HAVANA, July 23th The diva of the Buena Vista Social Club, the legendary singer Omara Portuondo, told EFE on Tuesday that everything that was done for Cuba during Barack Obama’s mandate “has been taken away” and Joe Biden has done almost nothing for the island since he has been president.
Also known as “the girlfriend of feeling,” she is blunt when it comes to answering the question of how she perceives the neighboring country’s relations with the island and if this has affected the daily life of her compatriots.
Portuondo (Havana, 1930) believes that “the United States doesn’t care about Cuba at all, so nothing has changed and everything Obama did has been taken away. Biden has done almost nothing for Cuba.”
The crisis is due “to the blockade that the United States continues to unfairly impose on us,” although she acknowledges that “some of the ideas in Cuba that no longer work must change, but what harms us the most is the blockade.”
Farewell in Europe
At 91 years old, she is still on tour and has just begun a farewell throughout Europe at the La Mar de Músicas Festival in the Spanish city of Cartagena. As she has announced, when she finishes the European tour she will only perform in Cuba or in nearby countries.
She has many memories of her time in Buena Vista Social Club (BVSC), but without a doubt have been able to be next to Francisco Repilado (Compay Segundo) is one of the most pleasant things for her, because “he was a nice and very normal person, as they say, he had a spark.”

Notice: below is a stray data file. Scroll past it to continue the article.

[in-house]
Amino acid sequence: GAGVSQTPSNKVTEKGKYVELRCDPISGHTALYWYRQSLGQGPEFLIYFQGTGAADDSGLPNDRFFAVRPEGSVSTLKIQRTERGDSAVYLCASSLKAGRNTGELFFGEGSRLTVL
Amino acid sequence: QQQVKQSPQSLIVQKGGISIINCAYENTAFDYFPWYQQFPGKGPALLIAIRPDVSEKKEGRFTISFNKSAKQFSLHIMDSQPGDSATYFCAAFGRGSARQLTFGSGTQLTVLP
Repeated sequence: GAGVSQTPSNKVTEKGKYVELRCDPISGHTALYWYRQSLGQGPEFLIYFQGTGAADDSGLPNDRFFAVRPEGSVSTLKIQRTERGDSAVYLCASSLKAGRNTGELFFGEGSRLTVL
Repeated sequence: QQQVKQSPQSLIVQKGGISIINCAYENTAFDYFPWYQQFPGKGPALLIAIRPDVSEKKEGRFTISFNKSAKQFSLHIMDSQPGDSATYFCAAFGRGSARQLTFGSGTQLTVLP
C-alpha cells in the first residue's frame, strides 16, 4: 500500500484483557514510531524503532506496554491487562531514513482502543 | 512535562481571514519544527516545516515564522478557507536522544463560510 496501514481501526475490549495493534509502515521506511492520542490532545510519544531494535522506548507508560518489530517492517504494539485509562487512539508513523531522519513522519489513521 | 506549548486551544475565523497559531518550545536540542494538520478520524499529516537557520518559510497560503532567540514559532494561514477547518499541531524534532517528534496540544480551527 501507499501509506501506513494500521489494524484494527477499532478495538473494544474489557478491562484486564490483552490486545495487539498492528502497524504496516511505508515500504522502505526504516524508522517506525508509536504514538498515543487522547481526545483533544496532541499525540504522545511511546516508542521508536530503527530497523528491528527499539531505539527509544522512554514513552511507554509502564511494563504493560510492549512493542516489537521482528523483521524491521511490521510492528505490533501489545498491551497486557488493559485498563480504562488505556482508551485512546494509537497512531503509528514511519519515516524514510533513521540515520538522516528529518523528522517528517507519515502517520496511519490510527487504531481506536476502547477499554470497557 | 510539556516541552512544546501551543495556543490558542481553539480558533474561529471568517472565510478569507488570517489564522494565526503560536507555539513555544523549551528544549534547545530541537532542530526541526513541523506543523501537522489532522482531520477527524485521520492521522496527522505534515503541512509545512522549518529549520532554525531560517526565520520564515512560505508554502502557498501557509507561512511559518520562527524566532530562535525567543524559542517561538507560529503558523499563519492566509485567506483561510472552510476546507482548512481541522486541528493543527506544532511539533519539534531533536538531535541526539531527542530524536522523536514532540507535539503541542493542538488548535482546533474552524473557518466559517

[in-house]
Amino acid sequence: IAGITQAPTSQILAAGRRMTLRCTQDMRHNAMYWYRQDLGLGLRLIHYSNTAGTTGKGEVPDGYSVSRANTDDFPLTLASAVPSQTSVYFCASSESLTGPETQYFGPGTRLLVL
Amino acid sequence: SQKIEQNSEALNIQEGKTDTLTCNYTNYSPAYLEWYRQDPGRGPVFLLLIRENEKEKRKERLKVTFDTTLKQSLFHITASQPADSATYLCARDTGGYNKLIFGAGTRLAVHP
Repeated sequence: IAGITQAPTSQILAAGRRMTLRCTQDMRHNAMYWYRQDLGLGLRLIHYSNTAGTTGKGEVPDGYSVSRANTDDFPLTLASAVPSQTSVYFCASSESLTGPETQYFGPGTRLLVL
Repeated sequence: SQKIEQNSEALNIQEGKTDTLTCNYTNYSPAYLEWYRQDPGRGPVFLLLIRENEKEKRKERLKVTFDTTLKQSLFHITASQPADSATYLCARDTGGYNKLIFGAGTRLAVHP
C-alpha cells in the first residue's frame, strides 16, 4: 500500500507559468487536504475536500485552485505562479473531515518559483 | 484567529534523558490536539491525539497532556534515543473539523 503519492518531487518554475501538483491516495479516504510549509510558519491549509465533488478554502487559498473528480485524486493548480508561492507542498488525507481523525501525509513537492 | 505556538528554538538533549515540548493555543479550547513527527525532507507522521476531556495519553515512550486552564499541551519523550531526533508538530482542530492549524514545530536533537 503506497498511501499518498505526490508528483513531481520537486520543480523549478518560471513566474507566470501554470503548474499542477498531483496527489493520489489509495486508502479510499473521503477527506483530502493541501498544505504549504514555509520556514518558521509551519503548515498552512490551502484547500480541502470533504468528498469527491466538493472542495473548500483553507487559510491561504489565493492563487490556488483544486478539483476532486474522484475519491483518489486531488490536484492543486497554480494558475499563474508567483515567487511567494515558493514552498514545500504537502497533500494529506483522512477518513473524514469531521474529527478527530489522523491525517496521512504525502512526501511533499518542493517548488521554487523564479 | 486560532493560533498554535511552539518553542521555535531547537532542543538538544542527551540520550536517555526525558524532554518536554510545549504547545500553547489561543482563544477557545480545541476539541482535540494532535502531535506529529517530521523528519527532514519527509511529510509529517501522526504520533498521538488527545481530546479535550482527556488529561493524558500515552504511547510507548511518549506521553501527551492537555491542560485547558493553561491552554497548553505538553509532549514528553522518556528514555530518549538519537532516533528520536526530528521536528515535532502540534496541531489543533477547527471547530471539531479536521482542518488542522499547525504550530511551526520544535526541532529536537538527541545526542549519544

By chance Omara Portuondo and her band recorded in 1996 in one of the halls of the legendary EGREM studios in Havana at the same time as BVSC and, while singing “Veinte Años,” Ry Cooder decided to record the take that became part of the record.
Omara usually remembers in her interviews the hardships she suffered in her childhood, which she believes helped her to be who she is, an admired singer: “of course, there are many artists in the world who have experienced the same thing, so I think that it is one of life’s tests, one that teaches you.”
She got to be in the mythical Tropicana club about which she usually tells many anecdotes. Omara had seen her sister Haydée rehearse there so often that she knew all the steps, so in 1945 she was asked to fill a dancer’s spot that was up for grabs.
“There was an atmosphere of work and camaraderie. The most important artists in the world have passed through there. I had the privilege of working with Nat King Cole, Tony Bennett and Benny More, and other Cuban artists like Bola de Nieve or Rita Montaner,” she recalls.
She says that the secret of her longevity, in addition to the crackers with water and brown sugar she had in the 1930s, has been the swimming that she practiced very often.
She made her solo debut with the album Magia negra, from 1959, in which she mixes Cuban music and jazz. In 2009, with the album Gracias, she won the Latin Grammy in the category of Best Contemporary Tropical Album, and during the pandemic, her album Mariposas was released.
Among the recent collaborations in which she participated stand out in 2017 “Échame a mi la culpa,” with Julio Iglesias; in 2020 “Lágrimas Negras,” with Raphael; in 2021 “Horizontes de Niebla,” with Rozalén; and in 2022 “Te Venero,” with C. Tangana on the album El Madrileño.